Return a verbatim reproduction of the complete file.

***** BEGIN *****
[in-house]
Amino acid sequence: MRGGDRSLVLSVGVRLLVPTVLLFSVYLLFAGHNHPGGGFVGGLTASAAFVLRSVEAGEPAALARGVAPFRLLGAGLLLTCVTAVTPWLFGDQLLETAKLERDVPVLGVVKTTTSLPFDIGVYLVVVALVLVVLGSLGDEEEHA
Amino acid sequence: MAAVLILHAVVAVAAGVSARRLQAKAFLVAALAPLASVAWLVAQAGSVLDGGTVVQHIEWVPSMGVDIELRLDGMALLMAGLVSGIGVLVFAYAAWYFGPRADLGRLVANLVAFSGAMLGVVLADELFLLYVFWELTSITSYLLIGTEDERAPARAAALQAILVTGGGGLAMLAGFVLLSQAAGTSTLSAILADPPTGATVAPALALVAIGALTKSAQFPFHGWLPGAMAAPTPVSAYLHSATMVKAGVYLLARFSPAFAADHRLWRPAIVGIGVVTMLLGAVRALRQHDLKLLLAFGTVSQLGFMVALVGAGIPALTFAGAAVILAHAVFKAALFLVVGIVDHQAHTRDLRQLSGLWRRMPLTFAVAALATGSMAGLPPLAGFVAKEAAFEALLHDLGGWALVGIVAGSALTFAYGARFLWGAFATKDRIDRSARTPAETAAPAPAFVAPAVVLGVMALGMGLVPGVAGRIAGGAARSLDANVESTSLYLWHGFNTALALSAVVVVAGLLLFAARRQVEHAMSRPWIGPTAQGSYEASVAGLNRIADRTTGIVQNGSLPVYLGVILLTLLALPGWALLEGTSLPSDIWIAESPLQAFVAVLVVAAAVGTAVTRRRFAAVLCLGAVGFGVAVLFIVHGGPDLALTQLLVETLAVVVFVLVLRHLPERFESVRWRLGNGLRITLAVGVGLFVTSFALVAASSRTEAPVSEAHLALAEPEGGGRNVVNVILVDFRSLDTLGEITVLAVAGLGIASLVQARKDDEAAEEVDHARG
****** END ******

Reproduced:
[in-house]
Amino acid sequence: MRGGDRSLVLSVGVRLLVPTVLLFSVYLLFAGHNHPGGGFVGGLTASAAFVLRSVEAGEPAALARGVAPFRLLGAGLLLTCVTAVTPWLFGDQLLETAKLERDVPVLGVVKTTTSLPFDIGVYLVVVALVLVVLGSLGDEEEHA
Amino acid sequence: MAAVLILHAVVAVAAGVSARRLQAKAFLVAALAPLASVAWLVAQAGSVLDGGTVVQHIEWVPSMGVDIELRLDGMALLMAGLVSGIGVLVFAYAAWYFGPRADLGRLVANLVAFSGAMLGVVLADELFLLYVFWELTSITSYLLIGTEDERAPARAAALQAILVTGGGGLAMLAGFVLLSQAAGTSTLSAILADPPTGATVAPALALVAIGALTKSAQFPFHGWLPGAMAAPTPVSAYLHSATMVKAGVYLLARFSPAFAADHRLWRPAIVGIGVVTMLLGAVRALRQHDLKLLLAFGTVSQLGFMVALVGAGIPALTFAGAAVILAHAVFKAALFLVVGIVDHQAHTRDLRQLSGLWRRMPLTFAVAALATGSMAGLPPLAGFVAKEAAFEALLHDLGGWALVGIVAGSALTFAYGARFLWGAFATKDRIDRSARTPAETAAPAPAFVAPAVVLGVMALGMGLVPGVAGRIAGGAARSLDANVESTSLYLWHGFNTALALSAVVVVAGLLLFAARRQVEHAMSRPWIGPTAQGSYEASVAGLNRIADRTTGIVQNGSLPVYLGVILLTLLALPGWALLEGTSLPSDIWIAESPLQAFVAVLVVAAAVGTAVTRRRFAAVLCLGAVGFGVAVLFIVHGGPDLALTQLLVETLAVVVFVLVLRHLPERFESVRWRLGNGLRITLAVGVGLFVTSFALVAASSRTEAPVSEAHLALAEPEGGGRNVVNVILVDFRSLDTLGEITVLAVAGLGIASLVQARKDDEAAEEVDHARG